I got all my info. Now I need to print it to my text file. I will open a File System Object, point it to a path, and have it create the path if it doesn’t exist (I know it exists because I will create it before running the script, but just in case).

‘ Create the File System Object to begin exporting information
Set objFSO = CreateObject(“Scripting.FileSystemObject”)

‘ Check that the strDirectory folder exists
If objFSO.FolderExists(strDirectory) Then
Set objFolder = objFSO.GetFolder(strDirectory)
Set objFolder = objFSO.CreateFolder(strDirectory)
WScript.Echo “Just created ” & strDirectory
End If

If objFSO.FileExists(strDirectory & strFile) Then
Set objFolder = objFSO.GetFolder(strDirectory)
Set objFile = objFSO.CreateTextFile(strDirectory & strFile)
Wscript.Echo “Just created ” & strDirectory & strFile
End If

set objFile = nothing
set objFolder = nothing
‘ OpenTextFile Method needs a Const value
‘ ForAppending = 8 ForReading = 1, ForWriting = 2
Const ForAppending = 8

Set objTextFile = objFSO.OpenTextFile _
(strDirectory & strFile, ForAppending, True)

‘ Writes to the file and closes it

MyConf = MyConf & “===============================” & VbCr & “* Computer information has been exported.” & VbCr

Finally, I need to make sure the administrator password is set correctly.

‘ Set objUser = GetObject(“WinNT://” & strComputer & “/Administrator”)
‘ objUser.SetPassword(“1234567”)

‘ The above two lines are commented in case someone decides to copy/paste this script and accidentally changes their administrator password
‘ If you really want this script to set your administrator password, uncomment the two lines above and change “1234567” to whatever you want the password to be (include the quotes)

MyConf = MyConf & “* Administrator Password has been set.”

Now I popup a confirmation screen to indicate the script is over, clean up my variables, and I’m done!

Wscript.Echo MyConf


‘Clean up memory allocation
set objWMIService = nothing
set objItem = nothing
set objItem2 = nothing
set colItems = nothing
set colItems2 = nothing
set objFSO = nothing
set objFolder = nothing
set objShell = nothing
set objTextFile = nothing
set objFile = nothing
set objUser = nothing

Posted in Scripts, VB, WMI | Leave a Comment »

Transfer (export/import) Commodities in UPS WorldShip 11

Posted by IT Intern on July 22, 2009

UPS WorldShip: A very complicated piece of software, and that’s putting it nicely. At my office we have two buildings we send shipments from, and each building has a copy of WorldShip that need to stay in sync. My first encounter with the software was to upgrade both copies from version 10 to 11 and get the negotiated rates updated correctly on both machines. A bit of a wonky process, but not too bad.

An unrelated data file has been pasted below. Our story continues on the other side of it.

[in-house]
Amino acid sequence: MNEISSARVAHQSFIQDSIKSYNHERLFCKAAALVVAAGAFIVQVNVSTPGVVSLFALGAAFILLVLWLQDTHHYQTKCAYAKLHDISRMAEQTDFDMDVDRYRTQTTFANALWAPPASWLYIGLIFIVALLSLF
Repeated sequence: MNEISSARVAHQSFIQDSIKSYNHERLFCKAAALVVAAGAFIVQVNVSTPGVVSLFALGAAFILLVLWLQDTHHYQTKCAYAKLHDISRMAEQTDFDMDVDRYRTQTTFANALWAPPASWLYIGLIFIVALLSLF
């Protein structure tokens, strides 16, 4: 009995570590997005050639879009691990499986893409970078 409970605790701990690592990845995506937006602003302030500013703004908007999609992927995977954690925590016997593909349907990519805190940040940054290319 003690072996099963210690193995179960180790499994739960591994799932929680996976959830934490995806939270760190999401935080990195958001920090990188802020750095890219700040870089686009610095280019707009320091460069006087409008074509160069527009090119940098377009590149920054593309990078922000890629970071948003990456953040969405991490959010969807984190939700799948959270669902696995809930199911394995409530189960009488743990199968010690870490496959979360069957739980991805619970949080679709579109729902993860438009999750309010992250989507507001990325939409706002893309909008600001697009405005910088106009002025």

About a week later, a ticket comes in asking to have the commodities transferred from one building to the other. After a lengthy and complicated walkthrough with UPS Tech Support (during which even the UPS rep had difficulty… after getting me several steps in, she realized she had it wrong and actually put me on hold while she figured it out), I finally got the commodities transferred and closed the ticket hoping I never have to deal with that software again.

As soon as the UPS rep began “hmm”-ing and “let’s see”-ing on the phone, I grabbed a pen and wrote down every excruciating step. She walked me through the export process and explained the import process, for which I would have to hang up and go to the machine in the other building, and I wrote down everything. I wanted every detail documented in case I (or anyone else) ever had to do this again. I even took my time taking screenshots through the import for my own reference — I wasn’t taking any chances. I wrote up the steps, which turned into three full Word document pages, and now I post them for your reference (in case you are attempting this process yourself), or for your entertainment (in case you don’t have to deal with this software and wish to chuckle at what a pain it is for me and others who do).

UPS Commodities Import/Export Instructions

UPS WorldShip v.11


Section 1.1: Create an Export Map

In this section you will create a new map for exporting commodities. If you have previously created an export map, you can skip this section.

  • Go to Import/Export Data > Create/Edit Map…
  • Under “New Map” select the radio button “Export data from Worldship” and check “Export CSV” when it becomes enabled.
  • From the dropdown list, select “Commodity
  • In the “Name” field, enter a memorable name for your map and click “Create
  • The “Commodity” tab should be selected; if not, select it and click “Add all columns
  • Select the “SED specific data” tab and click “Add all columns